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What is the REAL Impact of the Fiscal Cliff on the Average Working American? [179*4]

Updated on December 22, 2012




PROBABLY A LOT. BUT, IS IT DEVASTATING? Probably not. I created the Table 1 below to get a feel of the basic tax effect if we do a Thelma and Louisa over the fiscal cliff. I pondered it for awhile before starting to write. What follows isn't preplanned, I am not sure of the outcome (although I did have have my internally biased idea of what the answer should be, which I have already had to modify when I got to the middle of this piece), so I am as curious as you as to what I end up with.

Like all people, I have to relate, to compare, things like this to something; normally it is one's own experience. My personal situation leaves me in the bracket which will pay an additional 3.1% in taxes, baring any offsetting tax credits, etc., meaning somewhere between $6K and $11K; let's say $10K just so I have a number to use. In considering this, I tried to imagine what the real impact on my life and my business would be. The easy part is an absolute understanding that it has no influence on my business decisions in the slightest, nor will it have for anyone making more money than I do. In fact, a study I just found concluded the linkage between capital formation and tax policy is very weak indeed! So, what happens on the personal side?

Clearly, this amount of money is not going to interfere with the essentials of life unless I have been unwise in my lifestyle and have a home mortgage that eats up most of my income. No, this is only going effect my discretionary spending, savings rate, or some combination of the two. So, what is the worst possible case? Many people might say not spending it would be the worse because it reduces demand, but I argue that it is not, because, it does't reduce demand very much, maybe 3 or 4% at worst. This is because, assuming government keeps its spending at the same level, the new taxes go to reducing the amount borrowed to pay off the excess layouts. One scenario makes this a good thing, given the high level of unemployment. If business sees the government seriously addressing its debt/deficit problems, it might be more willing to get off the side lines and invest more, there by hiring more people.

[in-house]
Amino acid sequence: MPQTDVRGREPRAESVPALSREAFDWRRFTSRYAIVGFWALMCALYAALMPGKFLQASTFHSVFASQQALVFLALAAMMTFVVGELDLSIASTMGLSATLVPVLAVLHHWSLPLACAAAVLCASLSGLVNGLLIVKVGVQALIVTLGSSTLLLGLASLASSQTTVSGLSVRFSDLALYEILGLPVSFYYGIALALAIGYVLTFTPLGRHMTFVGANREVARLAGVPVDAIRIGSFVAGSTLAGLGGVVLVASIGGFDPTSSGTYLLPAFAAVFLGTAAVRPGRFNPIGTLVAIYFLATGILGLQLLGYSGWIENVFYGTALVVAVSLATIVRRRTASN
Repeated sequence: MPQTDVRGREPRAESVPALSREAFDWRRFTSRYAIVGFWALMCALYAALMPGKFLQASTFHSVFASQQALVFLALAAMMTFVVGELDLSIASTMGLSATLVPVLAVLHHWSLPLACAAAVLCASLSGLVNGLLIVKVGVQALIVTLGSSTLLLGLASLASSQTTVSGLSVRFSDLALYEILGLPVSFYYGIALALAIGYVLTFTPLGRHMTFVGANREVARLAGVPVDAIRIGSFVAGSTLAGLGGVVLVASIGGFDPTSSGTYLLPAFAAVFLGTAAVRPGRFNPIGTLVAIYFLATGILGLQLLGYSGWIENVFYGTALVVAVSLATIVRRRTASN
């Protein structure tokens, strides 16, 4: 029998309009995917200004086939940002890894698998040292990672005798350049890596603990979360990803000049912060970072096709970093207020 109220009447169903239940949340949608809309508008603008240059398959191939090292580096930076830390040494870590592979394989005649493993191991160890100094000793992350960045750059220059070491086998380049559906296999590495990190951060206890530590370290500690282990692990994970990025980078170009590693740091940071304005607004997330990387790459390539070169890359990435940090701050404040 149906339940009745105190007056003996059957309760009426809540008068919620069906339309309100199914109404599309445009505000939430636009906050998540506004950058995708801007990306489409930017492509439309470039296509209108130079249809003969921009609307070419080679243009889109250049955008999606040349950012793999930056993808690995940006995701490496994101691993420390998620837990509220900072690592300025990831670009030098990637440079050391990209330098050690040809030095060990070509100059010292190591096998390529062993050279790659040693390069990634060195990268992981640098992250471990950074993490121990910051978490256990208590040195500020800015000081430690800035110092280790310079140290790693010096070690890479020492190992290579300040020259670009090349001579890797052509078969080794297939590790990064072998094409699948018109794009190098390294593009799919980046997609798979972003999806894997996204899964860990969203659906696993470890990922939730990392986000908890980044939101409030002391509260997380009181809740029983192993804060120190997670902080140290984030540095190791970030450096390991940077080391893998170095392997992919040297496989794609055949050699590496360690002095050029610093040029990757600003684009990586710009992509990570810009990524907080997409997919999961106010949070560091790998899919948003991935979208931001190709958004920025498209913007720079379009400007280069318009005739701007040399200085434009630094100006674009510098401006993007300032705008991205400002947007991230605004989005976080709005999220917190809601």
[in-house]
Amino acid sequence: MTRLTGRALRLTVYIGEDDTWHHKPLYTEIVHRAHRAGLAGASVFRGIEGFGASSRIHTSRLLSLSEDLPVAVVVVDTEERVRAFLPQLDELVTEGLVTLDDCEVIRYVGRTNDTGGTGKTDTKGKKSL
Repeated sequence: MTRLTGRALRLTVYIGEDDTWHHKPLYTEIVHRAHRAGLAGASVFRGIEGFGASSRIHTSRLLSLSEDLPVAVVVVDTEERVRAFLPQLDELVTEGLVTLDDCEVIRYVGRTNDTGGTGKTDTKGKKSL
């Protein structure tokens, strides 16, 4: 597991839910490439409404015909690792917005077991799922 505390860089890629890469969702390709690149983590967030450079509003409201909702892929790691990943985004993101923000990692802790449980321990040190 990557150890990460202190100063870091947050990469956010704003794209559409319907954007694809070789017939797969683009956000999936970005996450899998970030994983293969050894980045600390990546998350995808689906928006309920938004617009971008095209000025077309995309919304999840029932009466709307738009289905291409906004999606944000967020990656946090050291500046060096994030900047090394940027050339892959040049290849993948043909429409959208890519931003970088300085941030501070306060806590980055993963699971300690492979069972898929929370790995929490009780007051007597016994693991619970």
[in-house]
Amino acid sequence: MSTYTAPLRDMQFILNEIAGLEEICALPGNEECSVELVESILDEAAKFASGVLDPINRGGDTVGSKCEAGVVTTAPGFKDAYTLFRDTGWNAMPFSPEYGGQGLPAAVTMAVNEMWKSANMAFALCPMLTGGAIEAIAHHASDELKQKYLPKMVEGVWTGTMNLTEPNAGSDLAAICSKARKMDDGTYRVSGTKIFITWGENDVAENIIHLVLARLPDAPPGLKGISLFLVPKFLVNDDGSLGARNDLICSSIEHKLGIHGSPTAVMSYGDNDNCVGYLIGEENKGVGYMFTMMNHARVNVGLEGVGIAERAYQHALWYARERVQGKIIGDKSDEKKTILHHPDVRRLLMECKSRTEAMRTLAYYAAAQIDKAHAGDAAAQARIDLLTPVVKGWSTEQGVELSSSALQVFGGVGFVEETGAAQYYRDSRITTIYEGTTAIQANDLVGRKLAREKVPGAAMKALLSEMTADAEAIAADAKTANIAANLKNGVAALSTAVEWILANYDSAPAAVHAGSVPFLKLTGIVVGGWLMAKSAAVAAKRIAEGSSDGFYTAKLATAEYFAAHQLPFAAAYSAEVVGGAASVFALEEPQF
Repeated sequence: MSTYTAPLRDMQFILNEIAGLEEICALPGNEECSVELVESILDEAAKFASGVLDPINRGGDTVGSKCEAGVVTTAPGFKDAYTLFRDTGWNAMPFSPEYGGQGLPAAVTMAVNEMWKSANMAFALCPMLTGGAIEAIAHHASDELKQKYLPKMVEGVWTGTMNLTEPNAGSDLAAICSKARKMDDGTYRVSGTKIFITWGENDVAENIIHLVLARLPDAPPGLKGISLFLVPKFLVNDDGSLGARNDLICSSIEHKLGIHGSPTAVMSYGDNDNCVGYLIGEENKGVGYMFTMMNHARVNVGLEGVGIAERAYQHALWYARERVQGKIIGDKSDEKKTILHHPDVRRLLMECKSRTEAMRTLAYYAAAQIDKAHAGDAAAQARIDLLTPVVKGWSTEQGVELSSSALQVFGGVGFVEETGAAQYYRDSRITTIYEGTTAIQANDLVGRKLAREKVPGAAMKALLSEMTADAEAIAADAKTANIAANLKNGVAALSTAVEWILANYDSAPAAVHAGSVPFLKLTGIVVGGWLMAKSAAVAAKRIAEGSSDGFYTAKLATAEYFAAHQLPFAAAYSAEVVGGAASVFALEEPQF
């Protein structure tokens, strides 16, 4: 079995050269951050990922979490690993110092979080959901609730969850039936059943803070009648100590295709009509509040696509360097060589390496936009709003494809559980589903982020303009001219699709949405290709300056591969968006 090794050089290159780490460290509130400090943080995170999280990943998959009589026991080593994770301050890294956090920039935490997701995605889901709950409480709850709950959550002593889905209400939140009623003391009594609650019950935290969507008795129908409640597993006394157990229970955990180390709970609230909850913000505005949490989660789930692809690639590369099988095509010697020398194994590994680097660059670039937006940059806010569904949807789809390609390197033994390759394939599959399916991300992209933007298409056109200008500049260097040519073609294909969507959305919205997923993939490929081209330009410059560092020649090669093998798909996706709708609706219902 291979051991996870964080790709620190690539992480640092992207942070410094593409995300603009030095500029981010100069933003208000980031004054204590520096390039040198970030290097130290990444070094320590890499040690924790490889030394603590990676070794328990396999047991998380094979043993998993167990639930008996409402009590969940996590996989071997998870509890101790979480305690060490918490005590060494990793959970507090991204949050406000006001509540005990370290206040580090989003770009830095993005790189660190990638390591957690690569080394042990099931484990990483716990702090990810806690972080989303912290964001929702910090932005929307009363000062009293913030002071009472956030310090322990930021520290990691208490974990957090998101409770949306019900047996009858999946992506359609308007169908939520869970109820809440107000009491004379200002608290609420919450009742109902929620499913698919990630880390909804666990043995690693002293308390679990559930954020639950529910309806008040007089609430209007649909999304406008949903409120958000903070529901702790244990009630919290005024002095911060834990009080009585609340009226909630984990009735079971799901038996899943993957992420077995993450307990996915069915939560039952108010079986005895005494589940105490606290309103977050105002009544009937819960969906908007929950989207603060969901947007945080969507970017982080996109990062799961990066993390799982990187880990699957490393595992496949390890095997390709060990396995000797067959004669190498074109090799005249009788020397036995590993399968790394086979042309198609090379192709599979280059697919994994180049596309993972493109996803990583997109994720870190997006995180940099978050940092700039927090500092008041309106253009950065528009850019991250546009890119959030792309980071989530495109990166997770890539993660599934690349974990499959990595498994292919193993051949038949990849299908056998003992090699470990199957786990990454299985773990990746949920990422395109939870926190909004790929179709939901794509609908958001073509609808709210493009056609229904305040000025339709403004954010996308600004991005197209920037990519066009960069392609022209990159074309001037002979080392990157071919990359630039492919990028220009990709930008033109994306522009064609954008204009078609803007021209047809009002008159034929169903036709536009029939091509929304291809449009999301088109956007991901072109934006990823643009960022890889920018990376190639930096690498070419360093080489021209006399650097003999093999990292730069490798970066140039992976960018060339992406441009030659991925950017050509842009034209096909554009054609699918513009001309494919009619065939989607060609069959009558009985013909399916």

While this small reduction in demand is not good, the more worrisome outcome is reduction in "savings". It is worrisome because the rate of savings is tied directly to economic growth; the lower the savings rate, the lower the economic growth.

So, what would I do? Well, if I were on the younger side and smart, I would reduce my spending or find additional sources of revenue, I definitely would not reduce my savings. But, I am an old fart, so, would I do anything differently? No, not really. Others might perhaps, but I would just place more option trades to try to make up the loss. And this is the same scenario those in the bracket above me as well as the two below me would follow. It is only with the lower end of the lowest tax bracket where the dynamics change, and that is because the increase in tax liability may eat into essential spending.

Now, the $64,000 question, what would you do? If your income was reduced 3.2% or 3.2 cents for each dollar earned. Would you change your lifestyle or your savings patterns?


$0 - $17,000
$0 - $ 850 (5%)
$17,001 - $57,137
$850 (1.5%)
$0 - $57,137
$57,137 - $69,000
$850 - $2,392 (3.5%)
$69,001 - $138,005
$2,392 - $4462 (3.2%)
$57,138 - $138,005
$138,006 - $139,350
$4,462 - $4,543 (3.3%)
$139,351 - $209,250
$4,543 - $6,640 (3.2%)
$138,351 - $210,132
$209,251 - $373,650
$6,640 - $11,572 (3.1%)
$210,132 - $375,725
$373,651 -
$11,572 + $46 per $1,000 in excess of $375,651 (3.1% ---> 4.6%)
$375,651 -

TABLE 1 - The Bolded numbers are what the new rates will be if Congress does not act. The last column shows how much the tax increase will be from the old rate.

In addition to the base tax, the 2% payroll tax holiday will end. This will add $200 for every $10,000 in wages subject to social security taxes. So, let's take a look at a few examples of what this could mean.